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State v. Renn

Court of Appeals of Missouri, Southern District, First Division

November 4, 2014

STATE OF MISSOURI, Respondent,
v.
CHRIS RENN, Appellant

APPEAL fro THE CIRCUIT COURT OF DUNKLIN COUNTY. Honorable Benjamin F. Lewis, Judge.

For Appellant: Jeannette L. Igbenebor.

For Respondent: Chris Koster & Gabriel E. Harris.

DANIEL E. SCOTT, J. - OPINION AUTHOR. JEFFREY W. BATES, J. - CONCURS. WILLIAM W. FRANCIS, C.J./P.J. - CONCURS.

OPINION

DANIEL E. SCOTT, J.

Page 277

Chris Renn was convicted of statutory sodomy in a court-tried case. He claims error in holding a bench trial, alleging that he never validly waived his right to jury trial in open court or on the record. We affirm the conviction.

Background

Renn's case was set for a jury trial on November 29, 2010, with a motion hearing on October 18. On the motion date, Renn, his attorney, and the state signed a two-page agreement wherein Renn waived jury trial, would take a polygraph exam, and would plead to ten years if he failed the exam, but if he passed it, the case could be dismissed. Also that day, to quote Renn's brief, " defense counsel and the state appeared before the trial court, and the case was set for a bench trial on November 29, 2010," the date previously set for jury trial.

Renn failed the polygraph, but instead of pleading guilty, he moved for a jury trial. The state opposed this and filed the October 18 agreement. The court denied Renn's motion and set a new bench trial date.

Over the next eleven months, Renn filed three more motions to withdraw, quash, or otherwise negate his jury trial waiver. None succeeded. Ultimately, Renn was bench tried and convicted.

Claim and Analysis

Renn's sole point on appeal is quite narrow. It does not challenge the sufficiency of the evidence or any ruling or action during the trial itself. It does not allege that Renn's jury trial waiver was not " knowing, voluntary, and intelligent" or not sufficiently clear. See State v. Baxter, 204 S.W.3d 650, 653 (Mo. banc 2006). It does not claim the trial court abused its discretion in denying Renn's request to withdraw his waiver. See State v. Richardson, 313 S.W.3d 696, 700 (Mo.App. 2010).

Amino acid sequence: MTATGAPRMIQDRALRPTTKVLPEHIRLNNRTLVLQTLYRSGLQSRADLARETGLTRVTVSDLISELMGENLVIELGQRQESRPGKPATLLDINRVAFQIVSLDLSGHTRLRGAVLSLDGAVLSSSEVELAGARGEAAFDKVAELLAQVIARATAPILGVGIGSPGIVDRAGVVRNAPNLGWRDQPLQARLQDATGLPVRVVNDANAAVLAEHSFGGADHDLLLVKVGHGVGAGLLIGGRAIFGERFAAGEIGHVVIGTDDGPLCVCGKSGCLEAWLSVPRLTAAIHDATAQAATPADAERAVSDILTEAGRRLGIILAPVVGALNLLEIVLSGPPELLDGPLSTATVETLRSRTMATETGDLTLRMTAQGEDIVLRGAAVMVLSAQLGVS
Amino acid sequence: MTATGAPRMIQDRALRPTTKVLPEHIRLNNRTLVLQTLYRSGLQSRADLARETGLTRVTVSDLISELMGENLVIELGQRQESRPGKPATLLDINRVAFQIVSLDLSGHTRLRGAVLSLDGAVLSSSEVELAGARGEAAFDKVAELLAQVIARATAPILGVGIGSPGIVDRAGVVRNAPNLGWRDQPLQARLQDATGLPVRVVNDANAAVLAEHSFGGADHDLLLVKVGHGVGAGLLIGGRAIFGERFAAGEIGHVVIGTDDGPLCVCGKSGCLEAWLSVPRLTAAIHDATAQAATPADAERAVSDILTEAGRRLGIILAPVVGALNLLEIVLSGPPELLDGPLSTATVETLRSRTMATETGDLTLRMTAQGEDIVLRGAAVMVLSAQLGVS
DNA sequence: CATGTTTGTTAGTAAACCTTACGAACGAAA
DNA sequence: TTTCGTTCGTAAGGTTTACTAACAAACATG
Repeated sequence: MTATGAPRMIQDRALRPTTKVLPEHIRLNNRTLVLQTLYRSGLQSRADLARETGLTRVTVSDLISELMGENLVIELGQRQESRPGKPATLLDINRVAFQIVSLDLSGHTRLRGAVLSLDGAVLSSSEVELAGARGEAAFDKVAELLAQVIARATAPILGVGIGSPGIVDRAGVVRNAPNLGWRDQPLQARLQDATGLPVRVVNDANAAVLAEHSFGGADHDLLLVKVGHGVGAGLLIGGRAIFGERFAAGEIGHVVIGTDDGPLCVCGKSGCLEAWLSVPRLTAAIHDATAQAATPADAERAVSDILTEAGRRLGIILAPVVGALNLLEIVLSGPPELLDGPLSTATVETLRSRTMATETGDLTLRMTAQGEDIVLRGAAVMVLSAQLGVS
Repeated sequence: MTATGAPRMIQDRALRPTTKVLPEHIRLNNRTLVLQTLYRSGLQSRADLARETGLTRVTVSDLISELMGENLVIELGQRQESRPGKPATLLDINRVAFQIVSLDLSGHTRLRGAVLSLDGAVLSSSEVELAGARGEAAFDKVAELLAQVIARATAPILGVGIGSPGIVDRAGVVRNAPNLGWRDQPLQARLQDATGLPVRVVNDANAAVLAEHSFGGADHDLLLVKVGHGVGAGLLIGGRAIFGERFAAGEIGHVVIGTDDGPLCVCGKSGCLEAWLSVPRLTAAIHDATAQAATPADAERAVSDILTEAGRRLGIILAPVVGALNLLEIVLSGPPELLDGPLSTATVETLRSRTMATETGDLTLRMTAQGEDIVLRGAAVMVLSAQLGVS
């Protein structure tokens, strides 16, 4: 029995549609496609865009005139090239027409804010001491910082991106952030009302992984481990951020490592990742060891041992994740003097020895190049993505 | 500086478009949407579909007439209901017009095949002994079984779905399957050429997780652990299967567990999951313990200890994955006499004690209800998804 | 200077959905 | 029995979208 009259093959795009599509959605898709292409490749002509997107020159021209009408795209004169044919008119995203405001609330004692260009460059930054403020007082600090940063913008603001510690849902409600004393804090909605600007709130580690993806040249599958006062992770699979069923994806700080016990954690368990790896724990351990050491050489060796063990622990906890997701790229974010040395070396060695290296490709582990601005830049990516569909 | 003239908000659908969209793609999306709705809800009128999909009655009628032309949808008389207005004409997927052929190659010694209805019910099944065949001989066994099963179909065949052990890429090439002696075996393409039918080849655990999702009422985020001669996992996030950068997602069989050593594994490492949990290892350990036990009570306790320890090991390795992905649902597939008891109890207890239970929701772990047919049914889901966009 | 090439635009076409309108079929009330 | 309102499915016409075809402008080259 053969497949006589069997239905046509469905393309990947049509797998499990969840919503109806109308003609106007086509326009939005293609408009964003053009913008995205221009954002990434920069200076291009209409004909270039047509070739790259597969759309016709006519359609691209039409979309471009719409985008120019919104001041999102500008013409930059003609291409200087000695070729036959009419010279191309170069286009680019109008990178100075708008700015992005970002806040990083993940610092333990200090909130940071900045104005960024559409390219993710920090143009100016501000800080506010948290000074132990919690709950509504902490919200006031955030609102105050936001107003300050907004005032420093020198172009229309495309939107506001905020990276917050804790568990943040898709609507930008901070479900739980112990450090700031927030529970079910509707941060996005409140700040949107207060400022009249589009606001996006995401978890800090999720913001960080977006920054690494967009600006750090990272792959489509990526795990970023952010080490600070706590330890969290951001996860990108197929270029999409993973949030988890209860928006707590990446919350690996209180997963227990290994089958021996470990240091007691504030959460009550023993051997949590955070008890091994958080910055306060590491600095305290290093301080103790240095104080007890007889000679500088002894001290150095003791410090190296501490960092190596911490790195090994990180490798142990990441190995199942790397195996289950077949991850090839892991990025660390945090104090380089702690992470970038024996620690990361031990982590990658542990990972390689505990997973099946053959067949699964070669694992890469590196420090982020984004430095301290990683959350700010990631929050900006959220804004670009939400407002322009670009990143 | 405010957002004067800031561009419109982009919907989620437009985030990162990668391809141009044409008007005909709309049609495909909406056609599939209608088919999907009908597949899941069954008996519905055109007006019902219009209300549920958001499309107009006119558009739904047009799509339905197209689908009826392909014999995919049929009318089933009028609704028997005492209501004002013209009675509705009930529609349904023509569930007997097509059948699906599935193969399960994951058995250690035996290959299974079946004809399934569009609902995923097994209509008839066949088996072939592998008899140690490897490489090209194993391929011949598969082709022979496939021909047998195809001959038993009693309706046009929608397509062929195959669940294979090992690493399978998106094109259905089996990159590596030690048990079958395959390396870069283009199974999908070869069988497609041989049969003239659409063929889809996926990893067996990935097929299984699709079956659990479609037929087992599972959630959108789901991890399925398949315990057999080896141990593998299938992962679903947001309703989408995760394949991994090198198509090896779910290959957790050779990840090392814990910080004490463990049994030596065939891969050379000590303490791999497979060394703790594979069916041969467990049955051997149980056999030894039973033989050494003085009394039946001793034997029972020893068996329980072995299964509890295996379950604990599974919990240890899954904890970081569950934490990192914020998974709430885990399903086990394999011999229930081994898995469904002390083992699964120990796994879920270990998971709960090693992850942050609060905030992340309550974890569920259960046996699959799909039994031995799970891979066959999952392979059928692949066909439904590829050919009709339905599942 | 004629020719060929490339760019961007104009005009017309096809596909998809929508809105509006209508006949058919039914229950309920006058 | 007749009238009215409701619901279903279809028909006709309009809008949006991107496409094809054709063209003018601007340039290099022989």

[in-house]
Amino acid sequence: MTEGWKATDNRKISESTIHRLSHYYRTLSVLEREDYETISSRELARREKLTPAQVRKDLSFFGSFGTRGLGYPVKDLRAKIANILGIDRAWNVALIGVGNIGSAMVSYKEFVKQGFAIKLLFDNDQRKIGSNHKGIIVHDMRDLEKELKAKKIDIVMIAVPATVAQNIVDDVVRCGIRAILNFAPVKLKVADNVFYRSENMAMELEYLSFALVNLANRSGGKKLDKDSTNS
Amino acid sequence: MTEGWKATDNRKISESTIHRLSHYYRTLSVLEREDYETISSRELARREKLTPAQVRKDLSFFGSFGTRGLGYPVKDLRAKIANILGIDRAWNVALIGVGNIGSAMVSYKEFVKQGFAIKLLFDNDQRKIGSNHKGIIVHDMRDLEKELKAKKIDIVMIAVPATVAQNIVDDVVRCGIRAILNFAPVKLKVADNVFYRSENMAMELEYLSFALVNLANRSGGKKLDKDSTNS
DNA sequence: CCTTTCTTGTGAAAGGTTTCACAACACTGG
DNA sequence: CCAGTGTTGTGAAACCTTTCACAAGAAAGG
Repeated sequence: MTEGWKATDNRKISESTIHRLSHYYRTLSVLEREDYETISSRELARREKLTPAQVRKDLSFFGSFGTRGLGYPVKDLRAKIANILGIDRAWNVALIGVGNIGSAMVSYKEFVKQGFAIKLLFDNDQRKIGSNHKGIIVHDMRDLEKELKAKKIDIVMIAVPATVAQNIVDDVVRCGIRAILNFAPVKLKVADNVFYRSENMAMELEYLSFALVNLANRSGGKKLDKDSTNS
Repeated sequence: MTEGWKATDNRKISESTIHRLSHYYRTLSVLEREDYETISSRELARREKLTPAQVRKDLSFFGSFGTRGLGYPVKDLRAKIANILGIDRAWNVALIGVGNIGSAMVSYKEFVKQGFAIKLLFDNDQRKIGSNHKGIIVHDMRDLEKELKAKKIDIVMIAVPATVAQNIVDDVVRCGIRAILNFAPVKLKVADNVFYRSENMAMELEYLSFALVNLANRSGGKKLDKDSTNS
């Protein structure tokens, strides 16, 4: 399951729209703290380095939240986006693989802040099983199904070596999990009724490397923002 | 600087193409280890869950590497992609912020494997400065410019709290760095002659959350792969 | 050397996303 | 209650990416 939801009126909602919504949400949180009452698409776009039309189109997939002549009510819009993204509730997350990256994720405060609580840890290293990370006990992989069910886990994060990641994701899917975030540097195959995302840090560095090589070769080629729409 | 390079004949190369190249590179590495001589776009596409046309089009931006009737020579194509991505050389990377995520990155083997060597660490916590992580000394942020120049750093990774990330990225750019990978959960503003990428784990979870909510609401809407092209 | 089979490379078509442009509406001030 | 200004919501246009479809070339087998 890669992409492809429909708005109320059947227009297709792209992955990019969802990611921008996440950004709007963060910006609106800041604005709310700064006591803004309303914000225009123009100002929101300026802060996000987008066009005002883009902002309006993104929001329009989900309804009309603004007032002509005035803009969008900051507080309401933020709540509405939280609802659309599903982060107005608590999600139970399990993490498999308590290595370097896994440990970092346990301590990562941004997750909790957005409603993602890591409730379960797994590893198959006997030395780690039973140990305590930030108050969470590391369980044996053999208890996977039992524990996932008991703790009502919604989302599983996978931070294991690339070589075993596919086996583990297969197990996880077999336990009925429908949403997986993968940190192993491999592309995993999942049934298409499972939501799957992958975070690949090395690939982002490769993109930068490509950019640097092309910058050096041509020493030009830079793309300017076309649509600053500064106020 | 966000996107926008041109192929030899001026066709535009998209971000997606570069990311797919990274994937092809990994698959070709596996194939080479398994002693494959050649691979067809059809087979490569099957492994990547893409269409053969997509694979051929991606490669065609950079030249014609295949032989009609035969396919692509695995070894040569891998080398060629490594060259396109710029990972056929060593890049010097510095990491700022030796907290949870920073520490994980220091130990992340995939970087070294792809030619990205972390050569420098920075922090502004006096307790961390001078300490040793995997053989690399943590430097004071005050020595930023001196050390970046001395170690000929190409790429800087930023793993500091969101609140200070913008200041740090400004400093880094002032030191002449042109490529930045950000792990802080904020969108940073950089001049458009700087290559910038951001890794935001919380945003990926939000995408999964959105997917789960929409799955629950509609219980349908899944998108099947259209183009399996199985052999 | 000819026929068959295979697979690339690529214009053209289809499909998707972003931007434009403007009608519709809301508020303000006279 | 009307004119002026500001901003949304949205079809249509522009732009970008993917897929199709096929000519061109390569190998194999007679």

Rather, Renn's sole point alludes to Rule 27.01(b)'s requirement that a felony defendant's jury trial waiver " be made in open court and entered of record" and charges that neither of these occurred.[1] The state correctly observes that this particular claim, never raised in the trial court, is not preserved for appellate review. State v. Higginbotham, 765 S.W.2d 352, 356 (Mo.App. 1989). At Renn's request, however, we exercise our discretion to review for plain error under Rule 30.20.

Plain error claimants must show not merely prejudice, but error resulting in manifest injustice or a miscarriage of justice. State v. Griffith, 312 S.W.3d 413, 419 (Mo.App. 2010); Rule 30.20. Yet Renn argues little or nothing of prejudice, much less the higher standard. Couple this with the sole point's failure to challenge the waiver's clarity, or its knowing, voluntary or intelligent nature, or the trial court's denial of Renn's motion to withdraw the waiver, and we find it impossible to discern a manifest injustice or miscarriage of justice warranting plain error relief.

Moreover, we are not convinced that Rule 27.01(b) was violated -- that this waiver was not " made in open court and entered of record." We find five copies of the October 18 agreement in the trial court record, all filed pre-trial. Renn's counsel

Page 278

filed two of those copies. Renn concedes that the attorneys also appeared before the trial court on the motion date, after which the court kept the trial date, but changed it to a bench trial. Over the next 18 months, Renn and his counsel initiated and attended multiple court hearings specifically on this waiver issue.

Renn argues that the October 18 agreement was negotiated and signed outside of court and not filed until Renn sought to repudiate it. We fail to see how those establish a Rule 27.01(b) violation in this context, much less the manifest injustice or miscarriage of justice needed for plain error relief.

Conclusion

We are not convinced that Rule 27.01(b) was violated or, more importantly, that it was manifestly unjust for the trial court to accept Renn's waiver and conduct a bench trial. No extended discussion is necessary. Point denied. Judgment affirmed.


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